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Friday Cyber News, March 29 2019

Cyber technology-related news and links from around the web, for the week of 3/23 - 3/29:

1. The FTC is investigating whether ISPs sell users' web browsing history and device location data despite promises not to, after reports indicated that the ISPs did and do. [Ars Technica]

2. Organizations in Saudi Arabia and the US have been targeted by APT33, or Elfin, an espionage group using known WinRAR vulnerabilities to spread malware. Yearly numbers of state-sponsored cyber attacks on banks are also increasing, and insurers plan to band together to evaluate which cybersecurity software and services are actually effective at protecting their clients. [Symantec; Reuters; WSJ]

3. Beginning next week, Facebook will categorize white nationalism and white separatism under its hate speech ban, bringing the platform in line with civil rights groups and historians, who criticized Facebook last year for drawing a distinction between white supremacy and white nationalism. [Motherboard]

4. Ensuring election security means securing the digital infrastructure that spreads political information, counts votes, and enables doxing and strategic leaking. The US Census has already asked tech giants for help removing misinformation about the 2020 census. [; Reuters]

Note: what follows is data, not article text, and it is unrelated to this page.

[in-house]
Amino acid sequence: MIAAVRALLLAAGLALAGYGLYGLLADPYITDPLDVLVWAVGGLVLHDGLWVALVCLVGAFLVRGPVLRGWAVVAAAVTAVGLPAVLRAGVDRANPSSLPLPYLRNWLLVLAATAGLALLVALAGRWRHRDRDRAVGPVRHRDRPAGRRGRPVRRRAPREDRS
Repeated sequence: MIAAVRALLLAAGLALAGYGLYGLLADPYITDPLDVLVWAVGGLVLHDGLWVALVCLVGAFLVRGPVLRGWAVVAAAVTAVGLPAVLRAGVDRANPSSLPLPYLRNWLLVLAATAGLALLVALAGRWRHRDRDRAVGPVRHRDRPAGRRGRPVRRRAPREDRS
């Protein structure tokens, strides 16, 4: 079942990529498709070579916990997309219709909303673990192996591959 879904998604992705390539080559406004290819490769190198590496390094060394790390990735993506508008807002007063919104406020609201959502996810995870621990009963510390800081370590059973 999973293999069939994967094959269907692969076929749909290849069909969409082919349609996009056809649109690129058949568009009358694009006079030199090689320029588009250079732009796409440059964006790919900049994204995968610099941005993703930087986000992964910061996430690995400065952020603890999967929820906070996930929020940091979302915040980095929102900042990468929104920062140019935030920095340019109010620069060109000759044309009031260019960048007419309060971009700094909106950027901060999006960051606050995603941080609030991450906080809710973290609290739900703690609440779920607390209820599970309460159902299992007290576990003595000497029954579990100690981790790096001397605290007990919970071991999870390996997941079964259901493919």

5. Shadowhammer malware hijacked the ASUS update utility to infect tens of thousands of computers with the goal of reaching a handful of targeted users. [Axios]

6. Tasked with investigating Huawei's cybersecurity posture, a UK oversight body found serious engineering deficiencies and a lack of architectural controls that would limit the access that security vulnerabilities provide. [Techcrunch]  

7. Signals Directorate operators in Australia hacked ISIS communications to disrupt an attack in real time, a cyber warfare first. [The Australian]

8. DHS warns that Medtronic's implantable cardiac defibrillators can be monitored and commandeered remotely by hackers. [Duo]

9. From last week, as all data breaches are now announced on Friday afternoons: "The U.S. Federal Emergency Management Agency exposed personally identifiable data about more than 2 million disaster survivors in violation of a federal privacy law, an inspector general’s investigation has found." [Cyberscoop]

10. I guess you can put your marriage certificate on the blockchain, but of course you'd want to use two-party ring signatures, so that outside observers can't tell who proposed to whom. [Breaker]

Thanks for reading,

Stanford Cyber Initiative

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